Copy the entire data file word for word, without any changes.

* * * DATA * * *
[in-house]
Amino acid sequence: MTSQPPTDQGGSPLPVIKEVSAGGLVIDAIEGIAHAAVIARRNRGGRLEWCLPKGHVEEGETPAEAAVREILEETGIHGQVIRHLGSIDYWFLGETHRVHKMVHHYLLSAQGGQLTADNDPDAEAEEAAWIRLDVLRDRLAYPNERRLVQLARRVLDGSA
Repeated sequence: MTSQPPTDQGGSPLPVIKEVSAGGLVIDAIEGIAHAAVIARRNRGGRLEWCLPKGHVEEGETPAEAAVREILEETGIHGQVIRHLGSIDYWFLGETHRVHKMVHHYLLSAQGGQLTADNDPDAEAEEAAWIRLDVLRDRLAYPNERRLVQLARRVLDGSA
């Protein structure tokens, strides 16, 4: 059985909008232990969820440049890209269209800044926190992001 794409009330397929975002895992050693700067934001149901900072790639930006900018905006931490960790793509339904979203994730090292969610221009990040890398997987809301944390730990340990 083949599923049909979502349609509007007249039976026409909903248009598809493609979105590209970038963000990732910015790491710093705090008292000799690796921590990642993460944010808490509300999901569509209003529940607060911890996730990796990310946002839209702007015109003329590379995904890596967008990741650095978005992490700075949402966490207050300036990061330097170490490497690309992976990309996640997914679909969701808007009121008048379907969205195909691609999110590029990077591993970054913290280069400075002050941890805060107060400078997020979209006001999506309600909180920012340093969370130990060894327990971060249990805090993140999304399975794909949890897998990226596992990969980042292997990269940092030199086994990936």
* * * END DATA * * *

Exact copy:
[in-house]
Amino acid sequence: MTSQPPTDQGGSPLPVIKEVSAGGLVIDAIEGIAHAAVIARRNRGGRLEWCLPKGHVEEGETPAEAAVREILEETGIHGQVIRHLGSIDYWFLGETHRVHKMVHHYLLSAQGGQLTADNDPDAEAEEAAWIRLDVLRDRLAYPNERRLVQLARRVLDGSA
Repeated sequence: MTSQPPTDQGGSPLPVIKEVSAGGLVIDAIEGIAHAAVIARRNRGGRLEWCLPKGHVEEGETPAEAAVREILEETGIHGQVIRHLGSIDYWFLGETHRVHKMVHHYLLSAQGGQLTADNDPDAEAEEAAWIRLDVLRDRLAYPNERRLVQLARRVLDGSA
């Protein structure tokens, strides 16, 4: 059985909008232990969820440049890209269209800044926190992001 794409009330397929975002895992050693700067934001149901900072790639930006900018905006931490960790793509339904979203994730090292969610221009990040890398997987809301944390730990340990 083949599923049909979502349609509007007249039976026409909903248009598809493609979105590209970038963000990732910015790491710093705090008292000799690796921590990642993460944010808490509300999901569509209003529940607060911890996730990796990310946002839209702007015109003329590379995904890596967008990741650095978005992490700075949402966490207050300036990061330097170490490497690309992976990309996640997914679909969701808007009121008048379907969205195909691609999110590029990077591993970054913290280069400075002050941890805060107060400078997020979209006001999506309600909180920012340093969370130990060894327990971060249990805090993140999304399975794909949890897998990226596992990969980042292997990269940092030199086994990936």